We’ve been tracking the data for more than five years now and the answer may surprise you. So, do qualifying high deductible health plans (HDHPs) save employers money? Contrary to popular opinion, the answer is basically, “no.”

Even though global consulting firms convinced many employers that HDHPs would generate savings by fostering better consumer behavior from plan members, that never happened (Those of us who’ve been in this field for a few decades remember when they were called “Consumer-Driven Health Plans”).

Depending on how HDHPs are priced and offered to eligible plan members, the claim experience of these participants may indeed be less. However, years of data have shown that this is due to favorable selection.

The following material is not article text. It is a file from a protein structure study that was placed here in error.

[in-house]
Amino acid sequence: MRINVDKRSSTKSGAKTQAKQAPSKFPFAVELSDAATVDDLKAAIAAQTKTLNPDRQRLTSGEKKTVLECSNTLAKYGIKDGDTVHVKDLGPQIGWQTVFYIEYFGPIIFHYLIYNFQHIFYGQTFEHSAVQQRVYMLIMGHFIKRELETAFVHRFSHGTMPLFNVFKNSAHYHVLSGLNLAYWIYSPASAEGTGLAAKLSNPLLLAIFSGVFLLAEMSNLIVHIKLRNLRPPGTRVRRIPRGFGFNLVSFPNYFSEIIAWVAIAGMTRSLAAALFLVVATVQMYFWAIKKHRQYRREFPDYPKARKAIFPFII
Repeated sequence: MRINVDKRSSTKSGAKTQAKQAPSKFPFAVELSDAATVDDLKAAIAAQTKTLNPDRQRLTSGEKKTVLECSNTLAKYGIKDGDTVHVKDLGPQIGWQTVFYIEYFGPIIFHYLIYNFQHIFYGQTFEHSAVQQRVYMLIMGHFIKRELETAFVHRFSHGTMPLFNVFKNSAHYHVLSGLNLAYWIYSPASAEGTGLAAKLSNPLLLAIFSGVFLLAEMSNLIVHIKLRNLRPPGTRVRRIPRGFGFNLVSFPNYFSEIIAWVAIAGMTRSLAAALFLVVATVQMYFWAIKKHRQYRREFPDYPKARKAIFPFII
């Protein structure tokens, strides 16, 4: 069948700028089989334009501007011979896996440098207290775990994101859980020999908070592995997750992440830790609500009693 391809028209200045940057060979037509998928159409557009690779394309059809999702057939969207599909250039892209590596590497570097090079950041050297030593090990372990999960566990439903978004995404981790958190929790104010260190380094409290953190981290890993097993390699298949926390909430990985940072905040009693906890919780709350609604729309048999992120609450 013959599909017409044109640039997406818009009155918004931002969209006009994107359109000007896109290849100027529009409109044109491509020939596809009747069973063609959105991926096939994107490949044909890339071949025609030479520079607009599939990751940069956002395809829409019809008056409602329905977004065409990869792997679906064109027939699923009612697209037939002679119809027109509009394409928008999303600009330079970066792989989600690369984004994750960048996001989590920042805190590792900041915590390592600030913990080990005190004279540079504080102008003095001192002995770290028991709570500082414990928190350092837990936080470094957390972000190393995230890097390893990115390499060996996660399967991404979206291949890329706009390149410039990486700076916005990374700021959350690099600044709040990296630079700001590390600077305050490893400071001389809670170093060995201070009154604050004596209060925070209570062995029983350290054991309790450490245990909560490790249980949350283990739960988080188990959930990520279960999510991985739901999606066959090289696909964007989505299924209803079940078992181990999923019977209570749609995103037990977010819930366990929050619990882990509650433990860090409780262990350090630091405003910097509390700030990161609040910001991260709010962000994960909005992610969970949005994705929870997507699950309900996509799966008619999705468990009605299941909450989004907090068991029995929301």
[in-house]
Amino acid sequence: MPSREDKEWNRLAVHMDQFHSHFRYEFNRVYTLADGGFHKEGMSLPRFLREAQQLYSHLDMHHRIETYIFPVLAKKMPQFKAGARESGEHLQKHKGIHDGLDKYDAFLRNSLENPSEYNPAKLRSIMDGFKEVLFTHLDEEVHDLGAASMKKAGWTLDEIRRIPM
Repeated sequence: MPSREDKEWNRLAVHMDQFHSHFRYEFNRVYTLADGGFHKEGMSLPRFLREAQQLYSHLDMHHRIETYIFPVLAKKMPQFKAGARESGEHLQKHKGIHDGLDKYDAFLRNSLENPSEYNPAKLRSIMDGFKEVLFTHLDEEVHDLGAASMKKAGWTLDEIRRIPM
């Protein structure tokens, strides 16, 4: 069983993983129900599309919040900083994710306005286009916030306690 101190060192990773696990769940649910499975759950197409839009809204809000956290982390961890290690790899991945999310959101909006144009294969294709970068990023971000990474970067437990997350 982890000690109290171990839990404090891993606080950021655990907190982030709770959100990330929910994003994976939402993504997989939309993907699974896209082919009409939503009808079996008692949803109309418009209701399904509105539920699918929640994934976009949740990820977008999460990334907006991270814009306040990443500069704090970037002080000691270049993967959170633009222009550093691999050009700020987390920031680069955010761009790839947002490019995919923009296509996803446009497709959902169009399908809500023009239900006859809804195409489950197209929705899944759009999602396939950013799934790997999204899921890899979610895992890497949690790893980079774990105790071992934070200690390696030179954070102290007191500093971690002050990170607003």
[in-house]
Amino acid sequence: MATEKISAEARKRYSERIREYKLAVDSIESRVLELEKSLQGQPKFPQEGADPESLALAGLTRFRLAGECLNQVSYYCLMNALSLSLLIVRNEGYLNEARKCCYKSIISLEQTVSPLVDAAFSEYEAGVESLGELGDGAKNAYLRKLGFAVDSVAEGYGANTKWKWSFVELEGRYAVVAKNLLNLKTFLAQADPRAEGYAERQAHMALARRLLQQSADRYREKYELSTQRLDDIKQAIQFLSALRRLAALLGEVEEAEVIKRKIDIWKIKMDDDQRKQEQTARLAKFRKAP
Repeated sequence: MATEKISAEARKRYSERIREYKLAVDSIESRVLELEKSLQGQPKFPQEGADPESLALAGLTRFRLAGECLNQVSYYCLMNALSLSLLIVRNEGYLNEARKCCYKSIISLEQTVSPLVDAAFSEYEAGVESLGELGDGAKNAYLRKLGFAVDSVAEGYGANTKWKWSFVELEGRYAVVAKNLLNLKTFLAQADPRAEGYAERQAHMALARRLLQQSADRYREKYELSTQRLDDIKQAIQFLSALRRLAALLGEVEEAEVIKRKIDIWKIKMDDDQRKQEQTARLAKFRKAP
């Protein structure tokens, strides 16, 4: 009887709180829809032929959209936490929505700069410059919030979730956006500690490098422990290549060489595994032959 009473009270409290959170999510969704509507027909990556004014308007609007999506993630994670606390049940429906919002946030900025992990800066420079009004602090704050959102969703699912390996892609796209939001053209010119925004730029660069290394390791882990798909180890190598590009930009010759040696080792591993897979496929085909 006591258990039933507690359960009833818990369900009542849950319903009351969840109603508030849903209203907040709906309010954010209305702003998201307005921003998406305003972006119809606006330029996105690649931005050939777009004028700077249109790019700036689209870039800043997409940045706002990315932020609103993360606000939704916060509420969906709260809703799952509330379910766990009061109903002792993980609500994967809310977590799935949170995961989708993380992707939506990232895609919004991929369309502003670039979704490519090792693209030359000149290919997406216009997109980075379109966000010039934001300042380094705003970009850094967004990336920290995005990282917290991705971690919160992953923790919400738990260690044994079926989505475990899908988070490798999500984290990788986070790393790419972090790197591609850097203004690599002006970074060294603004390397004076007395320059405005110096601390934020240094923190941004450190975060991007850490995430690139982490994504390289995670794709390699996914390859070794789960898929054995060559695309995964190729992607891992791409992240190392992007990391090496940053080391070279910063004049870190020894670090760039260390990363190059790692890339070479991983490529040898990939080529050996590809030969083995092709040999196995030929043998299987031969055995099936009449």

Plan members who select the HDHP option are, on average, higher paid, well educated, and less expensive from a claim perspective. Conversely, more expensive plan members are often of lower socio-economic status and usually select the lower-risk PPO plan option.

When you put it all together, our data (see below) has consistently shown little to no correlation between per employee per year plan costs and the percentage of HDHP enrollment.

Does this mean employers shouldn’t offer HDHPs? We’d again say, “no.” They are a valuable option in a choice environment. Many employees value the ability to accumulate money for the future in a health savings account even more than enjoying low deductibles and copays.

Attractive plan options/choices create value in and of themselves, even if they don’t reduce overall plan costs.